Brainstem auditory evoked potential

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Brainstem auditory evoked potential

In human neuroanatomy, brainstem auditory evoked potentials (BAEPs), also called brainstem auditory evoked responses (BAERs), are very small auditory evoked potentials in response to an auditory stimulus, which are recorded by electrodes placed on the scalp. They reflect neuronal activity in the auditory nerve, cochlear nucleus, superior olive, and inferior colliculus of the brainstem. They typically have a response latency of no more than six milliseconds with an amplitude of approximately one microvolt.

Due to their small amplitude, 500 or more repetitions of the auditory stimulus are required in order to average out the random background electrical activity. Although it is possible to obtain a BAEP to a pure tone stimulus in the hearing range, a more effective auditory stimulus contains a range of frequencies in the form of a short sharp click.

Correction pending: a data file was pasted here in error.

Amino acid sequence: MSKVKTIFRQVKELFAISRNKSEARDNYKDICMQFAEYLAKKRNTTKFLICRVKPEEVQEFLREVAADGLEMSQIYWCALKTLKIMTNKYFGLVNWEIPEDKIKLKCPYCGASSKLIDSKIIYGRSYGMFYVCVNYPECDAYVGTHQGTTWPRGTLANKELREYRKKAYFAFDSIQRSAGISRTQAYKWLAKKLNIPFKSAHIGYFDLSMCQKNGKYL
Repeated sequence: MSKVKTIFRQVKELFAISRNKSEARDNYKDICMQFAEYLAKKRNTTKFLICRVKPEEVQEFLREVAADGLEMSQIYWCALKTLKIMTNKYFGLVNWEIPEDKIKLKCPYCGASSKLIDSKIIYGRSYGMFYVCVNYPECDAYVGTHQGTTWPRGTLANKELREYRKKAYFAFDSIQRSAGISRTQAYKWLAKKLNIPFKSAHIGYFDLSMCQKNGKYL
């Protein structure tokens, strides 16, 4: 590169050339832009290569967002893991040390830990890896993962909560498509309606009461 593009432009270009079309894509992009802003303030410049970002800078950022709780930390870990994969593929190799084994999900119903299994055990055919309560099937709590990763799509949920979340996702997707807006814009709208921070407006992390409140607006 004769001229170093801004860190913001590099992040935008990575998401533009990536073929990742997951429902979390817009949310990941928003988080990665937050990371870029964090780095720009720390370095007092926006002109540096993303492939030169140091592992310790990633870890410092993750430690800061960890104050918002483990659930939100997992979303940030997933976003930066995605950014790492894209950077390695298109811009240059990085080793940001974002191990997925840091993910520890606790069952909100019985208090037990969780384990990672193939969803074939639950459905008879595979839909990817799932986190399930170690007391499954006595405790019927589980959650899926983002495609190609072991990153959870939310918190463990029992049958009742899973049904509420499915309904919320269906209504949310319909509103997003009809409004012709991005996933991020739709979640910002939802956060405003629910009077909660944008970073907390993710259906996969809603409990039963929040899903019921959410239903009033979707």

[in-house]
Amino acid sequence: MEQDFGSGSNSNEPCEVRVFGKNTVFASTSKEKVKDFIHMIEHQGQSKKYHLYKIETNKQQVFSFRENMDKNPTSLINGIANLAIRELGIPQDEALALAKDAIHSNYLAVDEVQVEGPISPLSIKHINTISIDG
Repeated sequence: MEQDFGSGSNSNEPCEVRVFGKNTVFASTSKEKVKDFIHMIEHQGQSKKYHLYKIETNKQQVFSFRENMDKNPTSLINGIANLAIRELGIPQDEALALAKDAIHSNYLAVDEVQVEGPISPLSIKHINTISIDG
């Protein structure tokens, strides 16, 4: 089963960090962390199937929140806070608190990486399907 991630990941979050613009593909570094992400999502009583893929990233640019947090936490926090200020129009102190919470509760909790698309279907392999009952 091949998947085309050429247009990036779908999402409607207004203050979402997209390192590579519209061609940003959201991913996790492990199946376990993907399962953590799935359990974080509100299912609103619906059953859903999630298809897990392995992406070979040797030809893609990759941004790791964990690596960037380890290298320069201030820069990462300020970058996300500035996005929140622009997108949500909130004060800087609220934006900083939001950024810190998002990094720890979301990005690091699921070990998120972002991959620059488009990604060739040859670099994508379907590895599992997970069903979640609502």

Long and Allen[1] were the first to report the abnormal BAEPs in an alcoholic woman who recovered from acquired central hypoventilation syndrome. These investigators hypothesized that their patient's brainstem was poisoned, but not destroyed, by her chronic alcoholism.

BAER testing is also recommended for dogs[2] and white cats.[3]


  1. ^ Long, KJ; Allen, N (October 1984). "Abnormal brain-stem auditory evoked potentials following Ondine's curse". Archives of Neurology. 41 (10): 1109–10. doi:10.1001/archneur.1984.04050210111028. PMID 6477223.
  2. ^ "BAER Programme". The Kennel Club. Retrieved December 13, 2019.
  3. ^ "BAER testing for white cats". Governing Council of the Cat Fancy. Retrieved 14 September 2023.